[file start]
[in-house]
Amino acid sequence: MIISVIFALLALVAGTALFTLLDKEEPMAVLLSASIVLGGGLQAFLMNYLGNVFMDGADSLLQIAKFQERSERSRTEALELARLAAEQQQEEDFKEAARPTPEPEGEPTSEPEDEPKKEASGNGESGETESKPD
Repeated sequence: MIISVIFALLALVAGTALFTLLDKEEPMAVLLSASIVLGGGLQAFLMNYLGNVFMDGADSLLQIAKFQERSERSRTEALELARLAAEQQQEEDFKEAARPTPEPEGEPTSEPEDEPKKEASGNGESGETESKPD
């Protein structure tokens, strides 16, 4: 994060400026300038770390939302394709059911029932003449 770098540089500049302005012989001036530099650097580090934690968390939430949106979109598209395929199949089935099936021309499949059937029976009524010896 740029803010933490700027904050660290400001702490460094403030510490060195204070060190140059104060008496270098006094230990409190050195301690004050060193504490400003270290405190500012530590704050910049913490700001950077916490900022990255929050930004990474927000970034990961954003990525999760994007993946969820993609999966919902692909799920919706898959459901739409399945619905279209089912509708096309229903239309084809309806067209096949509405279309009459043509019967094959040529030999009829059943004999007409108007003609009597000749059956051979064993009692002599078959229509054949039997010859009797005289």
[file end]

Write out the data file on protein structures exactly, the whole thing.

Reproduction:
[in-house]
Amino acid sequence: MIISVIFALLALVAGTALFTLLDKEEPMAVLLSASIVLGGGLQAFLMNYLGNVFMDGADSLLQIAKFQERSERSRTEALELARLAAEQQQEEDFKEAARPTPEPEGEPTSEPEDEPKKEASGNGESGETESKPD
Repeated sequence: MIISVIFALLALVAGTALFTLLDKEEPMAVLLSASIVLGGGLQAFLMNYLGNVFMDGADSLLQIAKFQERSERSRTEALELARLAAEQQQEEDFKEAARPTPEPEGEPTSEPEDEPKKEASGNGESGETESKPD
């Protein structure tokens, strides 16, 4: 994060400026300038770390939302394709059911029932003449 770098540089500049302005012989001036530099650097580090934690968390939430949106979109598209395929199949089935099936021309499949059937029976009524010896 740029803010933490700027904050660290400001702490460094403030510490060195204070060190140059104060008496270098006094230990409190050195301690004050060193504490400003270290405190500012530590704050910049913490700001950077916490900022990255929050930004990474927000970034990961954003990525999760994007993946969820993609999966919902692909799920919706898959459901739409399945619905279209089912509708096309229903239309084809309806067209096949509405279309009459043509019967094959040529030999009829059943004999007409108007003609009597000749059956051979064993009692002599078959229509054949039997010859009797005289």